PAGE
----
Howie Faerstein’s “Russian Wood”

Russian Wood

Howie Faerstein

“All happy families are like one another, each unhappy family is unhappy in its own way.”
— Leo Tolstoy, Anna Karenina

So much isn’t written because it’s almost winter,
bare trees in the foreground,
scrape of light,
slant of wind.
And so when I read the opening of Anna Karenina to my love,
beautiful with her dog and a book in bed,
I understand there is nothing of logic to Tolstoy’s setup,
only a way in for the rest.

Just like last week at the Silverbrook Cafe,
a band playing The Tennessee Waltz at our entrance,
Ramadan and Hanukah falling together,
full turnip moon backlighting the bar,
folks tripping across the lath of the dance floor,
not involved in the search for sequence
or god.

Right up till this moment of composition—
like a director forced by rain to shoot
the last shot first
the first shot last—
I have been someone else. Never thinking:

blue and yellow flowers blackened, yard white. Advent upon us,
Anna suspended beneath the wheels of a train,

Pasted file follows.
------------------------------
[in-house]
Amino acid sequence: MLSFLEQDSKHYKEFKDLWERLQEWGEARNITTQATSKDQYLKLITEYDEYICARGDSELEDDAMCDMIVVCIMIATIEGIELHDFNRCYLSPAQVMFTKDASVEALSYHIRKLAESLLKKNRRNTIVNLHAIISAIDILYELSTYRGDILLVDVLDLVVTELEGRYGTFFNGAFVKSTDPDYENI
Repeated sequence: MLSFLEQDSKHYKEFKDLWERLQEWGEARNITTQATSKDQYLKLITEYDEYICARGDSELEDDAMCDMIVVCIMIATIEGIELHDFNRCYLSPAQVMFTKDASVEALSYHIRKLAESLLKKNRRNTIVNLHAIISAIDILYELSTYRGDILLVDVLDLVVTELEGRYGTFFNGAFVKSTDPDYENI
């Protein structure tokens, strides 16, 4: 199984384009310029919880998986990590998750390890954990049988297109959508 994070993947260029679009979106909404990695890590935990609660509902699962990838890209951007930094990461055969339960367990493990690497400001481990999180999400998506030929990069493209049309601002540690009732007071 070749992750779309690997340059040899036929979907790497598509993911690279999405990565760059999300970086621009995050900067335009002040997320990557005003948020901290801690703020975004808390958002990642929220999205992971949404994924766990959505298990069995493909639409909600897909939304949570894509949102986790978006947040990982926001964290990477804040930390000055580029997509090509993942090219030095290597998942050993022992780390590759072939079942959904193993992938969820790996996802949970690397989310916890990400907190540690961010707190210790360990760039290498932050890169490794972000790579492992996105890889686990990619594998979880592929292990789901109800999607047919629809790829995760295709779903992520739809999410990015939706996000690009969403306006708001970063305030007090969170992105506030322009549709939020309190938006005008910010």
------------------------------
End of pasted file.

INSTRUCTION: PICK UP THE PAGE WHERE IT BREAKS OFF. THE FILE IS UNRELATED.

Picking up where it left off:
a porter on the platform selling kvass.
How can birds be on the road
flashing tail white against standing dead trees?
How can a junco be small and in flight
but not leaves breathing?
How can there not be tenderness?

Previously published in Cutthroat, A Journal of the Arts (Vol. 6, Number 1, Spring 2009) and Dreaming of the Rain in Brooklyn

Howie Faerstein’s latest collection is Out of Order (Main Street Press). Two previous books, Dreaming of the Rain in Brooklyn and Googootz are available from Press 53. Recent poetry and reviews can be found in On the Seawall, Nine Mile, Nixes Mate, Banyan Review, Rattle, upstreet, Verse Daily and Connotation. He’s co-poetry editor of CutThroat, and lives in Florence, Massachusetts.